A Basque in Boise

Run-on

I attended a Writing Workshop last Saturday, one of those Living Social deals that showed up on my inbox a couple of weeks back. I’m not particularly fond of getting 6-8 email offers everyday between them and Groupon, but once in a while they have good ideas for half the usual price. I took the kids on a helicopter ride just before Christmas and to see the Globetrotters shortly afterwards. I quite enjoyed the class and I’d been meaning to sit down and write since I got out of that workshop and more so as the week went by, kind of a shitty one I tell you, but it’s been busy with work and kids and translations and (almost) a game of pala.

My goal is definitely not to become a writer. I can’t write fiction for the life of me, well, sometimes there are fantasies going on in my head but it’s nothing more than wishful thinking which will never amount to anything, anything good at least, and who wants to read about that anyway. However, I was curious about the writing workshop, so I signed up and went. I figured $40 wouldn’t make me or break me and there are worse ways to spend four hours of your life and if I didn’t learn anything (which I didn’t think was possible, there is always something to learn from everything you do) at the very least, I’d meet people. I was right on both counts. Plus I got reinforcement on stuff I already knew, like you should write about what you know because first of all, you’ll write, second of all, you’ll enjoy it, it won’t feel like a chore, plus there are no right or wrong subjects; write it down if you feel it, if it pisses you off, if you love it or hate it.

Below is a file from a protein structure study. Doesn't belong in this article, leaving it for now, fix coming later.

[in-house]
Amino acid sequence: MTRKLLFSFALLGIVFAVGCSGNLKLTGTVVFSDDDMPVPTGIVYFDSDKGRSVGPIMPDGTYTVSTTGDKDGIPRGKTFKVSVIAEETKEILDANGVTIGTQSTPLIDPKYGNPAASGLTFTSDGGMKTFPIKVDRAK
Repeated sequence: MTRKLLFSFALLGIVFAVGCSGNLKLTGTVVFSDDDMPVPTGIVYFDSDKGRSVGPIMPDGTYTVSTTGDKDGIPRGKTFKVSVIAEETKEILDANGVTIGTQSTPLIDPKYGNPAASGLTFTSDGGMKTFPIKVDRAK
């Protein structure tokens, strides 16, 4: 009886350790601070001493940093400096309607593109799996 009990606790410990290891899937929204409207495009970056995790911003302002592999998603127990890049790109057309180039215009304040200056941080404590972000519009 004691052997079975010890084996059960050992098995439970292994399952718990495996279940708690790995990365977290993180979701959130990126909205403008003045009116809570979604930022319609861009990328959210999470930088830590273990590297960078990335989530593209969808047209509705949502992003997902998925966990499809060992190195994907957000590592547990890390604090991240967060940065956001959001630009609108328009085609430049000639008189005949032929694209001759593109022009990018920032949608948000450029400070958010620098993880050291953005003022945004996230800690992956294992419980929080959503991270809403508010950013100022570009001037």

I already knew this next one, but it was nice to hear it from someone else: don’t compare your writing to anybody’s writing, you’ll always think the other guy’s piece is better. In my case, that’s always the case, but I don’t let that bring me down. I could care less about describing an old country barn falling apart because its owners no longer use it or take care of it. I’m just not going to find the appropriate word for the right shade of worn-out red paint barely covering the outside walls anymore, or the angle at which the light gets in through the cracks of the rotten wood or how it’d made the perfect Christmas card during the winter with all that virgin snow surrounding the place and yari yari ya, and even if I did, yawn, I rather stay awake.

The lady talked about writing your story first in ink and paper because there is something about the way your brain connects to your fingers as your draw away the letters and how that affects the way your write. I think she meant affects it for the better. I wouldn’t know and won’t find out. My handwriting is not what it used to be and my brain races most of the time so in order to keep up I rather type on the computer. The lady said there is less chance of crossing things out if you wrote them by hand. She obviously hasn’t seen any of my notes. I like back-spacing and I like the copy and paste feature – totally lacking by the way if you use your pen – because sometimes I write things and then decide I like what I wrote, just not in that particular order and moving paragraphs around on your spiral-bound notebook is a bitch.